A panel of experts on Thursday considered a proposal to repatriate Norwegian explorer Roald Amundsen's three-mast ship Maud from the Canadian Arctic.
A Norwegian group asked the Canadian Cultural Property Export Review Board to revisit a decision in December denying an export permit for the ship, after residents of Cambridge Bay, Canada opposed losing a treasured artifact that has become a tourist attraction in the far north.
The remains of the ship that once belonged to the Norwegian explorer sit at the bottom of Cambridge Bay in Nunavut, but its hulk is partly visible above the frigid waters that preserved it for decades.
"Today's hearing went well and we are optimistic about the possibility of reaching a positive result," Jan Wanggaard, manager of the effort to bring the Maud to Norway, told AFP.
A decision is expected as early next week.
In 1906 Amundsen became the first European to sail through the Northwest Passage searching for a shorter shipping route from Europe to Asia, something explorers had been trying to find for centuries.
Five years later he became the first person to reach the South Pole. His attempts to reach the North Pole however failed.
Amundsen again sailed through the Northeast Passage with the Maud in 1918-20, but was unable to get far enough north to launch a North Pole expedition. Amundsen tried, and failed, one more time from the Bering Strait in 1920-21.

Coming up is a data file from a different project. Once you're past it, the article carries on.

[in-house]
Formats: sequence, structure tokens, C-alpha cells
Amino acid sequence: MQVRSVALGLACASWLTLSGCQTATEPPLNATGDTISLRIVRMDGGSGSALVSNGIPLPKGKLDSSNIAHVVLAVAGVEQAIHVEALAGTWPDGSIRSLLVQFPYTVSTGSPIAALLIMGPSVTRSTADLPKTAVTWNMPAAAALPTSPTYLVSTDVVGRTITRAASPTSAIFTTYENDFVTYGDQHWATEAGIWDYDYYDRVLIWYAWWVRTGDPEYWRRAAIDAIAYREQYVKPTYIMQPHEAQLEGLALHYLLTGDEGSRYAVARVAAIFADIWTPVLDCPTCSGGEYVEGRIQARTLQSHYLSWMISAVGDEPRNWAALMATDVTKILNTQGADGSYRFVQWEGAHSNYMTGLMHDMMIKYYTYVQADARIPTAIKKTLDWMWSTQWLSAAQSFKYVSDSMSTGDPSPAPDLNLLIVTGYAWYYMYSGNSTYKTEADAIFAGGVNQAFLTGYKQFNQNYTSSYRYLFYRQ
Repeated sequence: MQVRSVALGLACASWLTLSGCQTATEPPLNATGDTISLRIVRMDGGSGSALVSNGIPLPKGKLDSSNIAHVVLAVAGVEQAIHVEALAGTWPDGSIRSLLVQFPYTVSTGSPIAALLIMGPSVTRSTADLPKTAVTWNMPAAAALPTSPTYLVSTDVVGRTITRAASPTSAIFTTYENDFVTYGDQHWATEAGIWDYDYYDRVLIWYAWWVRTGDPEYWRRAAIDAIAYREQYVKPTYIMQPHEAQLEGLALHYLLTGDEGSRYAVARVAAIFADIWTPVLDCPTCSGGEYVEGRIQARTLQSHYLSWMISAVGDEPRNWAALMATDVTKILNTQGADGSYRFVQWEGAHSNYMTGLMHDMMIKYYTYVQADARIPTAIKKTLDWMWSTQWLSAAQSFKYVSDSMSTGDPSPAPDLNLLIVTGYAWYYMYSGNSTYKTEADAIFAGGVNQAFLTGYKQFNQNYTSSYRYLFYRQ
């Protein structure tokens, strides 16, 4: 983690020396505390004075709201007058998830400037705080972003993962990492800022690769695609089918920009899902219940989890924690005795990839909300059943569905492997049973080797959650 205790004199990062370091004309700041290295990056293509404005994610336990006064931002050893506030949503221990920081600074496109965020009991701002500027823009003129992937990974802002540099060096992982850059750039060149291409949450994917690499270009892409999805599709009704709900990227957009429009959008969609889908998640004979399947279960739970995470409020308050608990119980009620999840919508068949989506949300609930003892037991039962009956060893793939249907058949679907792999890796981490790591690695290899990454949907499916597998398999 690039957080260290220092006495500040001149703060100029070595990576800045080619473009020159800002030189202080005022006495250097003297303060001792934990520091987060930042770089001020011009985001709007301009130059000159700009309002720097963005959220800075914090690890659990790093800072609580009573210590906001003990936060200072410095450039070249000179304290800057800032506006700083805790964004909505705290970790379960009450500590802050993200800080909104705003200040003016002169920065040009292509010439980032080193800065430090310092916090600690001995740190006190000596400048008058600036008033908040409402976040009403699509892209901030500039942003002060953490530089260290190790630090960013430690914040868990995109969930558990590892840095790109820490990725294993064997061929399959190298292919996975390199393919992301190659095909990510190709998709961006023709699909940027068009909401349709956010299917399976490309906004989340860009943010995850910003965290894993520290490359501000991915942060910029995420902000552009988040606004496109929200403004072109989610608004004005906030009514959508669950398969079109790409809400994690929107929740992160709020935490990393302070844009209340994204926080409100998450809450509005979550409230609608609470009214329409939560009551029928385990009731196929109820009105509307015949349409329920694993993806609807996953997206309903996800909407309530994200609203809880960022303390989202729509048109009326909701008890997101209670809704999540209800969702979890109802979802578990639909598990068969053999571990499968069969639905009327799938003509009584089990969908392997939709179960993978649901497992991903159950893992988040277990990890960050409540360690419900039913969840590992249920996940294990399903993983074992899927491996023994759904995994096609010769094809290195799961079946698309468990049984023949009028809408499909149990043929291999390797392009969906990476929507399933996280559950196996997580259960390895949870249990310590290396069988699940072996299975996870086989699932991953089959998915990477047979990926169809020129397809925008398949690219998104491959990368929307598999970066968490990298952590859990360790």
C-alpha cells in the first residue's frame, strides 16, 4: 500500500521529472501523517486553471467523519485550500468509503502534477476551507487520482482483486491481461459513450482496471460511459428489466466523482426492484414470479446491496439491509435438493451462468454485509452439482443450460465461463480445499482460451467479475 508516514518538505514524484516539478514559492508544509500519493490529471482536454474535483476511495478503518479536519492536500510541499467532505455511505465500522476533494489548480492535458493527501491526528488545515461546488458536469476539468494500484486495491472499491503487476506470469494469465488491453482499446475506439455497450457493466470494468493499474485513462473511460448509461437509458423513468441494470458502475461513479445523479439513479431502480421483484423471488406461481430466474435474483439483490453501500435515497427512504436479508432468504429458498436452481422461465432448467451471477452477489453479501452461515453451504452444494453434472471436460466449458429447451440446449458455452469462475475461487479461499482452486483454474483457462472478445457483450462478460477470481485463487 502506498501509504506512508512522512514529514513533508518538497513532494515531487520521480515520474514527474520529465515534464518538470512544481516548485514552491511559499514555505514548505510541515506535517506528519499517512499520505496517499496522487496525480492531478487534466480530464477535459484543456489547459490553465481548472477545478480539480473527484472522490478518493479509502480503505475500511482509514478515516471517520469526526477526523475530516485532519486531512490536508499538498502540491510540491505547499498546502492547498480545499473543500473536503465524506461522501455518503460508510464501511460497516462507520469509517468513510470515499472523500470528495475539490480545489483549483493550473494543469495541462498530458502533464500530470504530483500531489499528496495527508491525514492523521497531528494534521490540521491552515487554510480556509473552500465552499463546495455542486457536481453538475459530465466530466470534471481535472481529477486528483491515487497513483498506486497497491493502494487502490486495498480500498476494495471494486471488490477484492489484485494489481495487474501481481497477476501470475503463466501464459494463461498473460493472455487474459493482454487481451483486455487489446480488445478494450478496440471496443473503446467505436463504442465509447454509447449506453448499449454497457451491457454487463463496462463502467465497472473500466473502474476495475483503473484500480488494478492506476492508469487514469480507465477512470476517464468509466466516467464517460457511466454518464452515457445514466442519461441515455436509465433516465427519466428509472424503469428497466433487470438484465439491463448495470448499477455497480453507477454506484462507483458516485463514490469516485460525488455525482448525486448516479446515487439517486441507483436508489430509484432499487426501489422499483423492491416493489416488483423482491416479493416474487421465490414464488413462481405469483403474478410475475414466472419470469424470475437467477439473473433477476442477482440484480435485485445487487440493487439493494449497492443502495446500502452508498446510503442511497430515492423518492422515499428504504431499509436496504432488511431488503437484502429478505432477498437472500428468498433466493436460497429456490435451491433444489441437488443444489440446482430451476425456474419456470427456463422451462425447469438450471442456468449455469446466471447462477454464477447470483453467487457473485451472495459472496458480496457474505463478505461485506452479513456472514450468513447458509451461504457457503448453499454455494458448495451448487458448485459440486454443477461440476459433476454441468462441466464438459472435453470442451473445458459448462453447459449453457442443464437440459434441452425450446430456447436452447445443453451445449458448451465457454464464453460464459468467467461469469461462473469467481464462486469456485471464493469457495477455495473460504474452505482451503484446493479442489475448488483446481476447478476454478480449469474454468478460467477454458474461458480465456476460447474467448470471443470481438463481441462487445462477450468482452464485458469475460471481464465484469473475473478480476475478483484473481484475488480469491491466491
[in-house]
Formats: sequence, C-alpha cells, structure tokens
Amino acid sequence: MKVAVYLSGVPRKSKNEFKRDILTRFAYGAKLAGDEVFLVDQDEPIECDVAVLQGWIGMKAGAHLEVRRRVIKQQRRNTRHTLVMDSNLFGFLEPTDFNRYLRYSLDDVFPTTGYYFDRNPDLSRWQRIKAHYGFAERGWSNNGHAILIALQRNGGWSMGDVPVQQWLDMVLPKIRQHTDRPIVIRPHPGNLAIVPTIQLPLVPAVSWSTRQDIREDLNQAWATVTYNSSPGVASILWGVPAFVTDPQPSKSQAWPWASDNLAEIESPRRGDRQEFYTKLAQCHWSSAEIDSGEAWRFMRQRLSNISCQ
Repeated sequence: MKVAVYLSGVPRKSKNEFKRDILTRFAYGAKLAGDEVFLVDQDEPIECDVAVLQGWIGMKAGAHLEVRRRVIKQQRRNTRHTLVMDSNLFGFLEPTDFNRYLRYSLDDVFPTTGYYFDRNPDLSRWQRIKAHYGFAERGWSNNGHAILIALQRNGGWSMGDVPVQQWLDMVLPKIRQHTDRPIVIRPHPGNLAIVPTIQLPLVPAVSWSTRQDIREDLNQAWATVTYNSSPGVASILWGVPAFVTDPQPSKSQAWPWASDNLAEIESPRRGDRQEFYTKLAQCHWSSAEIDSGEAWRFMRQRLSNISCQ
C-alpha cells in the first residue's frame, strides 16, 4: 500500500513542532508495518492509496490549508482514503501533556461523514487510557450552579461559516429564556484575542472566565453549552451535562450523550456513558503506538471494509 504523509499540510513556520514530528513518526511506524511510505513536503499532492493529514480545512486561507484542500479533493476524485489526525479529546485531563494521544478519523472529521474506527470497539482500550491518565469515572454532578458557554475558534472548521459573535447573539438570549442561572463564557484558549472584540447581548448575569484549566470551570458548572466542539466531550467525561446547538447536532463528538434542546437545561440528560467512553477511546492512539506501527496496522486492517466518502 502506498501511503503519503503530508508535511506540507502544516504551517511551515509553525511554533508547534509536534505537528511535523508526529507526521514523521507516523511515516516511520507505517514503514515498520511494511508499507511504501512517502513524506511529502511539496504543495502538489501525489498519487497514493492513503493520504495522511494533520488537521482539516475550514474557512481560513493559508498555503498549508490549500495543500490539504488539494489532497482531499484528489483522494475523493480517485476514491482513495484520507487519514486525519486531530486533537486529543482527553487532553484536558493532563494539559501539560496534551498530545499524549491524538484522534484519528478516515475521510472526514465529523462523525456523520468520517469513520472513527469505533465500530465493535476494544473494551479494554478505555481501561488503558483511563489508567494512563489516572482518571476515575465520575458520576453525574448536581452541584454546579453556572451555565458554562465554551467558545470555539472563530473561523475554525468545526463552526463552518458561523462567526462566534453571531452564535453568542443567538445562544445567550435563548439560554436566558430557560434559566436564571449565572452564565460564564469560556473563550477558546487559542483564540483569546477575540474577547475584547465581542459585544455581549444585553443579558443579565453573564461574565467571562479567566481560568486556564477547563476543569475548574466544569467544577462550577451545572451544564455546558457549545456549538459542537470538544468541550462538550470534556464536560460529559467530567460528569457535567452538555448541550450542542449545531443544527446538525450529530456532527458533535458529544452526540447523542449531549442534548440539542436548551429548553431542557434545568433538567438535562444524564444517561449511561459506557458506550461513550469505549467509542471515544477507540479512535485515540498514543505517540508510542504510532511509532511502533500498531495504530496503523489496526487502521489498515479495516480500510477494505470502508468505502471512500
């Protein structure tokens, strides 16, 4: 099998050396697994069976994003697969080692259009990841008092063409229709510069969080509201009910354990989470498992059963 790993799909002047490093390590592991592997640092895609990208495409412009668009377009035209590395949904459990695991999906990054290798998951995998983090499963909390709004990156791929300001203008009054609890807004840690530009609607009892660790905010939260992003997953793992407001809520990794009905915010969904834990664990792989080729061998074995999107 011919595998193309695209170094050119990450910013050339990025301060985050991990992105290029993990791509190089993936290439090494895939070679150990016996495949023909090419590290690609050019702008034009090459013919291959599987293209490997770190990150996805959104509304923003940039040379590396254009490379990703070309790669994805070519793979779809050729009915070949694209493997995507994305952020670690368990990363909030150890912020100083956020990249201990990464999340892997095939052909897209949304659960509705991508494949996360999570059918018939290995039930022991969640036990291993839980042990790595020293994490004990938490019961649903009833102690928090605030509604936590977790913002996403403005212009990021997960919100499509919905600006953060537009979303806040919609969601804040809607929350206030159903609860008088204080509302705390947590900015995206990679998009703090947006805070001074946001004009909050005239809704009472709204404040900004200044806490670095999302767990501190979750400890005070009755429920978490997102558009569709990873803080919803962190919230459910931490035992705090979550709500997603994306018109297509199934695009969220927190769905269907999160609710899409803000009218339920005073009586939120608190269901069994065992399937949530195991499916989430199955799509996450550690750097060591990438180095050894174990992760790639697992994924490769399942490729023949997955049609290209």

The Maud, built in Asker, Norway and named after Norway's Queen Maud, was sold to Hudson's Bay Company in 1925 and rechristened the Baymaud. It ended its days as a floating warehouse and the region's first radio station before sinking at its moorings in 1930.
In 1990 Asker Council in Norway bought the wreck for just $1 and obtained an export permit from Canada. The permit however has expired.
The Norwegian group hoped to obtain a new export permit to return the shipwreck to Norway at mid-year to be the centerpiece of a new museum, but the Canadian review process has so far delayed that to at least 2013.
The board heard arguments by the Norwegian group against a government expert's call for an archeological survey of the ship and a delay of its removal from Canadian waters to allow a Canadian group to buy her.
Explore further: Deciphering clues to prehistoric climate changes locked in cave deposits